Additionally, the dearth of diamond-specific laws does not help matters. In Canada, diamonds, gemstones, and jewelry are indirectly controlled by several acts of parliament. The most common of these include the Criminal Code, the Customs Act, the Competition Act, the Export and Import of Rough Diamonds Act, and the Cultural Property Export and Import Act. The only one of these laws specific to diamonds is the Export and Import of Rough Diamonds Act (EIRDA). The remainder control diamonds and gemstones indirectly in the same way they do other material items. For instance, the Criminal Code contains several sections, such as theft, robbery, and fraud, that could be used relative to criminal activity that surrounds diamonds and gemstones. EIRDA controls the export and import of rough diamonds from and to Canada in compliance with the international Kimberley Process protocols. (6) Several other countries, including the United States, have joined this endeavor and also have enacted their own similar legislation. The spirit of EIRDA is genuine in its efforts to control international sales of conflict diamonds; however, at present, the basic training and awareness of law enforcement may not be sufficient, nationally or globally, to meet the demands of this worldwide initiative. Further, those criminals who have operated in an unscrupulous manner prior to the 2001 launch of the Kimberley Process would have no reason to change their modus operandi. If they have successfully moved rough diamonds surreptitiously without detection prior to the Kimberley Process initiative, they probably will continue.

Finally, the emergence of the diamond production industry in Canada and the corresponding new opportunities for criminals have become the harbinger of new policing challenges. At present, the annual production of rough diamonds from Canada is valued at 1.24 billion U.S. dollars. (7) Yet, even a small percentage of mine-site loss due to criminal activity could translate into large dollar values. If Canadian mines experienced the estimated 12 percent losses per year that occur in South African diamond mining operations, the results would amount to a 180-million Canadian dollar loss to the industry and a 25-million Canadian dollar loss of government royalties. (8) Canadian diamond production, estimated as the world's third largest by value, is expected to expand at the production level and at several of the intervening steps from the mine to market. (9) Slowly but surely, the Canadian diamond industry will become more stratified, with new cutting and sorting facilities and distribution networks that will afford both new and, perhaps, the greatest opportunities for organized criminal exploitation. (10)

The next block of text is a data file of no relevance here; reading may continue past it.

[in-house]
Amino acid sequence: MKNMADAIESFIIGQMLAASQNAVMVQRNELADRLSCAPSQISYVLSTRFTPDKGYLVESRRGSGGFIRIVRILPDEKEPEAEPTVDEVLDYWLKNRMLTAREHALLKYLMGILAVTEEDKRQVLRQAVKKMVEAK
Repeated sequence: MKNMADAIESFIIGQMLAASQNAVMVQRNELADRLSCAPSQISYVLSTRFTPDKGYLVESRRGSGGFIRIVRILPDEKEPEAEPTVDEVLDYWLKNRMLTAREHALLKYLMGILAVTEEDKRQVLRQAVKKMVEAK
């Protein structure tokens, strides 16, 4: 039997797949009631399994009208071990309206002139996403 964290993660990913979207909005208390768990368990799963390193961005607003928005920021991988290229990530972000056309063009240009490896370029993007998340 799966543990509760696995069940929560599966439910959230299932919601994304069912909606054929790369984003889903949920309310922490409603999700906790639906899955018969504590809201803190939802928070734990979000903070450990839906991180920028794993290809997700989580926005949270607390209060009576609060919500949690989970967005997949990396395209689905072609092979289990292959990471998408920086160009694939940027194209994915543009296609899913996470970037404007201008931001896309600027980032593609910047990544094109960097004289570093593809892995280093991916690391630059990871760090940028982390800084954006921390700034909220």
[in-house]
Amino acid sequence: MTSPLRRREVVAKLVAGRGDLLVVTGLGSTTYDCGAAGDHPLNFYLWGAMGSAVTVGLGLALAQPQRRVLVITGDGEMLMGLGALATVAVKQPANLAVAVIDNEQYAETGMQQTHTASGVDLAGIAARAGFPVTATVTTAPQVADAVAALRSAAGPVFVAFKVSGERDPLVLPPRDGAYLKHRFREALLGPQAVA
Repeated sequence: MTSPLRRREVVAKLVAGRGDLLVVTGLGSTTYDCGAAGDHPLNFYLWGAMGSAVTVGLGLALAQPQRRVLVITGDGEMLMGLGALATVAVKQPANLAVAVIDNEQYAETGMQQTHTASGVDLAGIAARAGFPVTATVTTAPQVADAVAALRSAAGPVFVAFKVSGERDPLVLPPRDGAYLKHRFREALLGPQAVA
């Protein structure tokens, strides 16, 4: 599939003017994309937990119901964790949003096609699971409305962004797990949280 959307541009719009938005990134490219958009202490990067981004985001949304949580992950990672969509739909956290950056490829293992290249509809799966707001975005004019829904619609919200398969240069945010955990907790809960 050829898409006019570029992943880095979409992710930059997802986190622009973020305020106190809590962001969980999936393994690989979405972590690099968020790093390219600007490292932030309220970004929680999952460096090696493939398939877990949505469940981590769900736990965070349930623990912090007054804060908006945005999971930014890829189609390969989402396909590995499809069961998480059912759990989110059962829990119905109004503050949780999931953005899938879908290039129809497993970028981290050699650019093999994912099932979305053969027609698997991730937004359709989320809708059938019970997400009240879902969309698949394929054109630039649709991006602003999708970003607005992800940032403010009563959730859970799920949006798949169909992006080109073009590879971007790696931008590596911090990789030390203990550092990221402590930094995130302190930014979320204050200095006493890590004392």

Seeking Proactive Countermeasures

Uncovering these criminal networks can prove difficult; however, implementing proactive countermeasures against those who exploit the lack of knowledge of frontline officers regarding diamonds and jewelry could pay dividends. Such action could assist with tackling issues of tax evasion through undervaluation, money laundering through overvaluation, and gemstone smuggling through misdescription, all mechanisms employed by transnational organized criminals, that well-informed frontline officers could truncate or disrupt.

Training these officers to identify and describe jewelry and to ask the reporting public appropriate questions to elicit accurate descriptions of stolen pieces can provide a step in the right direction. This becomes especially important in those jurisdictions, such as the province of Saskatchewan, where legislation exists that requires pawn shops to accurately record and report electronically all transactions to police. (11) In these instances, the precise descriptions of stolen jewelry obtained by officers could be more accurately searched and compared with entries found on the police electronic database of all pawn shop records. This proves important because criminals often use pawn shops to insert illicit jewelry back into the legitimate market. Moreover, encouraging the public to catalogue their jewelry with full descriptions and photos and to simply hide their valuable pieces can go a long way toward helping reduce the problem. These constitute only a few of the points where law enforcement, the jewelry industry, and perhaps even the insurance community can take proactive countermeasures.

Conclusion